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May 10, 2005

McCartney Did Not Effect SF Vote

News About Ireland & The Irish

BB 05/10/05 McCartney’s Death 'Did Not Impact SF Vote'
BT 05/10/05 The Winners And Losers (so far)
WS 05/10/05 Northern Ireland Elections
BT 05/10/05 Hain Flies In As Trimble Bows Out
BT 05/10/05 Opin: Hain's New Group Of Priorities
BT 05/10/05 History Kinder To Trimble Than Contemporaries
BT 05/10/05 Opin: It's Time To Unite Unionism
BT 05/10/05 Trimble: Tears And Tributes
BB 05/10/05 Man Will Face Omagh Bomb Charges
UT 05/10/05 MEP's Back McCartney Sisters' Fight For Justice
BT 05/10/05 Roddy Doyle's Gigglers To Get Animated


Murder 'Did Not Impact SF Vote'

Sinn Fein has denied the murder of Belfast man Robert
McCartney was behind the party's failure to secure a
council seat in the area where he lived.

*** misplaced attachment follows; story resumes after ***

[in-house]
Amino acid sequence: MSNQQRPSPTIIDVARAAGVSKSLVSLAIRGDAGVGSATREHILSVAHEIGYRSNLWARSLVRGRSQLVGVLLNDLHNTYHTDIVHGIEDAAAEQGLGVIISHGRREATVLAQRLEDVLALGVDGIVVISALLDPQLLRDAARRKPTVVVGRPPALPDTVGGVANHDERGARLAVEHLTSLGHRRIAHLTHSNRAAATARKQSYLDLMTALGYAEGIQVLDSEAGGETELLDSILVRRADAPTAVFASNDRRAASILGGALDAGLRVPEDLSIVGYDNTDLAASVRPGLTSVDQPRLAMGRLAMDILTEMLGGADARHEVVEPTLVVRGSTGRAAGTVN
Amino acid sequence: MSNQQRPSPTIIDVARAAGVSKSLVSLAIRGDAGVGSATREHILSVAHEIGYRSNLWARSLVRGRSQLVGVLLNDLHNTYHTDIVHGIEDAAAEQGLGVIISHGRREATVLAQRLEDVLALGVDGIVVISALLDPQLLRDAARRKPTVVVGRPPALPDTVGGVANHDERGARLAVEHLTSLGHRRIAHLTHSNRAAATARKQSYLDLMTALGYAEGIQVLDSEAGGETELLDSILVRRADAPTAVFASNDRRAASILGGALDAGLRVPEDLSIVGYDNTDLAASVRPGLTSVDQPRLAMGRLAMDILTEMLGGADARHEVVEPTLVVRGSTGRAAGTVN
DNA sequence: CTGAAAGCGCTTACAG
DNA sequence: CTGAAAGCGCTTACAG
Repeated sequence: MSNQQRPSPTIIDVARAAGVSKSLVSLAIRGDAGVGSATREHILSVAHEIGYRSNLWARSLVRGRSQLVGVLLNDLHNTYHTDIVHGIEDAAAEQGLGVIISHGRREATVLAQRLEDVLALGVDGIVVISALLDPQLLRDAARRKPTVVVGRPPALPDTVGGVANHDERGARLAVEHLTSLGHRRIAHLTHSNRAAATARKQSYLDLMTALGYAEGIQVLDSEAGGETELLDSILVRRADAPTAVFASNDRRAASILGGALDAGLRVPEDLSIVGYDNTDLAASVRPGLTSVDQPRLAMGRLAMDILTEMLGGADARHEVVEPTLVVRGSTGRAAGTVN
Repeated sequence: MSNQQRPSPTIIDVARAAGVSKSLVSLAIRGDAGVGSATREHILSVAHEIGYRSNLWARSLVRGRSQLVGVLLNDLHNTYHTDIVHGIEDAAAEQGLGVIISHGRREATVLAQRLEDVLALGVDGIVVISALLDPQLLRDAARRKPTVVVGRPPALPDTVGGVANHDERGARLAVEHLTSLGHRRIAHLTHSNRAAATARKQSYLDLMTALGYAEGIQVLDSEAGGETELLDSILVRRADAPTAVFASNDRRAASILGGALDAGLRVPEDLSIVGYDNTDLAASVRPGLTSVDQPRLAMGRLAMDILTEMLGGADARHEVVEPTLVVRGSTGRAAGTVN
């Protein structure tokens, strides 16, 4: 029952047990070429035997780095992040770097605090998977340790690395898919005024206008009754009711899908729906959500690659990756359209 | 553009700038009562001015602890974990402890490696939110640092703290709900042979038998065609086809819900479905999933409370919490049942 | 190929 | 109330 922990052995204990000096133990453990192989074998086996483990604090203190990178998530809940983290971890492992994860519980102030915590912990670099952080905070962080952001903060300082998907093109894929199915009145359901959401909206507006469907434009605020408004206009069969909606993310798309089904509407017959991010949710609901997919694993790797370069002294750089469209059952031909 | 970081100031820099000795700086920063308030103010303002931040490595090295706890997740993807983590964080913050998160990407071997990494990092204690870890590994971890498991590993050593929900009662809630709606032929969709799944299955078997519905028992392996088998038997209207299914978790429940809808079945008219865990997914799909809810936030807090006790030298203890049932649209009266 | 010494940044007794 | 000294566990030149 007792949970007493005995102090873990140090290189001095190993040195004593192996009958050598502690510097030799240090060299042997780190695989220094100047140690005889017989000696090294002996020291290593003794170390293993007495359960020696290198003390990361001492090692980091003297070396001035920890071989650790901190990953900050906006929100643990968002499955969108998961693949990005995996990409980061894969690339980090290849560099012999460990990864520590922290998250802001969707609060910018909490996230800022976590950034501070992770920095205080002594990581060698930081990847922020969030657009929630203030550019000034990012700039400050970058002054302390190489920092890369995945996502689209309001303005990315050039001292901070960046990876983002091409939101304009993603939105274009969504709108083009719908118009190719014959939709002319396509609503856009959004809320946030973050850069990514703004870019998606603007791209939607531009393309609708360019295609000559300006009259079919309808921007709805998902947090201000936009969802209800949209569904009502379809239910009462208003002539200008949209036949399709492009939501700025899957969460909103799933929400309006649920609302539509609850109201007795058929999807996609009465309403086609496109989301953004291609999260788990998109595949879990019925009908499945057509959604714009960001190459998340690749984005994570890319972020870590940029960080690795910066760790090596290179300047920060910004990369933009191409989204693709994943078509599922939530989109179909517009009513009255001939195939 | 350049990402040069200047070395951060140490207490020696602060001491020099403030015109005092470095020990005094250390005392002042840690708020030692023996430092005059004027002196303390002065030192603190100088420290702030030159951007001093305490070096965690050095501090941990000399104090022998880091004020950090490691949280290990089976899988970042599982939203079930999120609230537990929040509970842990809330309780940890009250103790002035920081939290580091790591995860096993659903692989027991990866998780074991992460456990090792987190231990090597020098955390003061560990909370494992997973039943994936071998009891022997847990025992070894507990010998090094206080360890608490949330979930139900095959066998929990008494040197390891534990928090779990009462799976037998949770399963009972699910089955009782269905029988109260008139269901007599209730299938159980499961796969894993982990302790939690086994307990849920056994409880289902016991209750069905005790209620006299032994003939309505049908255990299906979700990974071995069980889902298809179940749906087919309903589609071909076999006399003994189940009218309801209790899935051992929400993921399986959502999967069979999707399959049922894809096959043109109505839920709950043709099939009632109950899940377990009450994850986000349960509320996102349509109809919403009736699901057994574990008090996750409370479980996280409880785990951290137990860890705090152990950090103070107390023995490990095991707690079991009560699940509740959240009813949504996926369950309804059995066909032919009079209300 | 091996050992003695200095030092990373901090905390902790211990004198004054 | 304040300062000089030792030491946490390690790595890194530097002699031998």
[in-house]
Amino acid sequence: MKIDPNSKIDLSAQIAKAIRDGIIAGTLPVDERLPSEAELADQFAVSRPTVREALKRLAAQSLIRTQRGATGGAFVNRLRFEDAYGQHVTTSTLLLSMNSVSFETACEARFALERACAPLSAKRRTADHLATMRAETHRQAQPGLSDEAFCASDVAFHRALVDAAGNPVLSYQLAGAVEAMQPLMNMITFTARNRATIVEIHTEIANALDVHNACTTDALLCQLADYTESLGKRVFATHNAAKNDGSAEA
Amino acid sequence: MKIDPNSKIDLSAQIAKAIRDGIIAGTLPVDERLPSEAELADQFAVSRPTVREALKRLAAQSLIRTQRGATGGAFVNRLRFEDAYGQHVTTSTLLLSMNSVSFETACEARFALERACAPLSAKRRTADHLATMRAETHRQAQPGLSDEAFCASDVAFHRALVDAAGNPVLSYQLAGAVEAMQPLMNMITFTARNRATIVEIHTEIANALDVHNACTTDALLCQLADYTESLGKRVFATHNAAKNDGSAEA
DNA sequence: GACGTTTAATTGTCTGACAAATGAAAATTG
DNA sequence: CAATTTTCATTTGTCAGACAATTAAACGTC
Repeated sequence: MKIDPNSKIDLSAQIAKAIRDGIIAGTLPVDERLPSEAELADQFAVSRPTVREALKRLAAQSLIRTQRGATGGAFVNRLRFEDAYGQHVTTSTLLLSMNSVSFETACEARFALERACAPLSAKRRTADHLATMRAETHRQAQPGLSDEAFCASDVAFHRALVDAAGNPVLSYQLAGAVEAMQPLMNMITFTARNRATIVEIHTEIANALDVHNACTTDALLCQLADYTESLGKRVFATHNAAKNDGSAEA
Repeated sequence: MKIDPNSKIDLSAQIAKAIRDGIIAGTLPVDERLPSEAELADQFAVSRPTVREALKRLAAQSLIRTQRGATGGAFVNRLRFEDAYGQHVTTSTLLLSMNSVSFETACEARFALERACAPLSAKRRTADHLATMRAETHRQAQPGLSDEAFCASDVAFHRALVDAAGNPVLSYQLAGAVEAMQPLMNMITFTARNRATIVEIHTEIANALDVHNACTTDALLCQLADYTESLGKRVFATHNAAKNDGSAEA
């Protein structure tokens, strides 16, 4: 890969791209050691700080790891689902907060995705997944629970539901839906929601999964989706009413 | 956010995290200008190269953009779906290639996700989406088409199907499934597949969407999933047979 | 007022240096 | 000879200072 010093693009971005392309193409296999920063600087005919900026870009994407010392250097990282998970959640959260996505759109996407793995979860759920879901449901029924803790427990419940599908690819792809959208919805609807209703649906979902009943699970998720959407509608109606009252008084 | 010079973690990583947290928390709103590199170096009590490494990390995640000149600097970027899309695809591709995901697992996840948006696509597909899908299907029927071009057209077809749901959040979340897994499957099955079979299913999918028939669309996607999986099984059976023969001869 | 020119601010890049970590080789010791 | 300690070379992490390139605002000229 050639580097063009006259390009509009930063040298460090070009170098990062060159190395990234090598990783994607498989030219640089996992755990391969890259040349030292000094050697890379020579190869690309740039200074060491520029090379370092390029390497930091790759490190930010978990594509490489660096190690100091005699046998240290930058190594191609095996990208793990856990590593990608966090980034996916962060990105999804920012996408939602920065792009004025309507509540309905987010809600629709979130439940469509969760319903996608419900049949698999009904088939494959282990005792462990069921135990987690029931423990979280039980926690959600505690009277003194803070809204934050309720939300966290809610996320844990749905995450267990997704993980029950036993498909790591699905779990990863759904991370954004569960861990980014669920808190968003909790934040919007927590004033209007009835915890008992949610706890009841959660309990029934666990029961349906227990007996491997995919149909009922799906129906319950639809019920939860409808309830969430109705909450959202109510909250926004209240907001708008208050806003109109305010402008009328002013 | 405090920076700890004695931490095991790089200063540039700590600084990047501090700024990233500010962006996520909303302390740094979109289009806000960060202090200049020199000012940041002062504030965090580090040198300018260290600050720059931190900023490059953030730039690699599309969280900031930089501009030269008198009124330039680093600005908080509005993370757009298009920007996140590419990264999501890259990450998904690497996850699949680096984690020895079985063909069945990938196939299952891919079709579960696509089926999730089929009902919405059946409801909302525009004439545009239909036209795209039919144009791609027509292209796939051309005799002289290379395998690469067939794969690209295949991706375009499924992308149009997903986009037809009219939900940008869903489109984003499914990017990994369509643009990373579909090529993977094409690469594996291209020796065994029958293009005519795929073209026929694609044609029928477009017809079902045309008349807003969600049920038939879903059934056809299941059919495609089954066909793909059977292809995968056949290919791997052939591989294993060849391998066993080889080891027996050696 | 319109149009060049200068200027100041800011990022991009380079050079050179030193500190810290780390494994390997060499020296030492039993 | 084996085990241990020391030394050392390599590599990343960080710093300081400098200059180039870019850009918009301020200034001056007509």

It lost out to the Alliance Party in the Pottinger ward in
south Belfast, where it previously held a seat.

SF candidate Deborah Devenny said "the McCartney issue
didn't affect the solid republican vote in the Short

However, Alliance said there were votes spoiled in protest
over the killing of Mr McCartney in January.

So far, the council election results have more or less
mirrored the pattern of the general election. The DUP are
well in the lead with Sinn Fein lying a strong second.

Deborah Devenny said the UUP and the SDLP voted tactically
to keep Sinn Fein out in Pottinger.

Mr McCartney, 33, was stabbed outside a city centre bar.

His family, who live in the Short Strand, insist members of
the IRA were involved and that witnesses are afraid.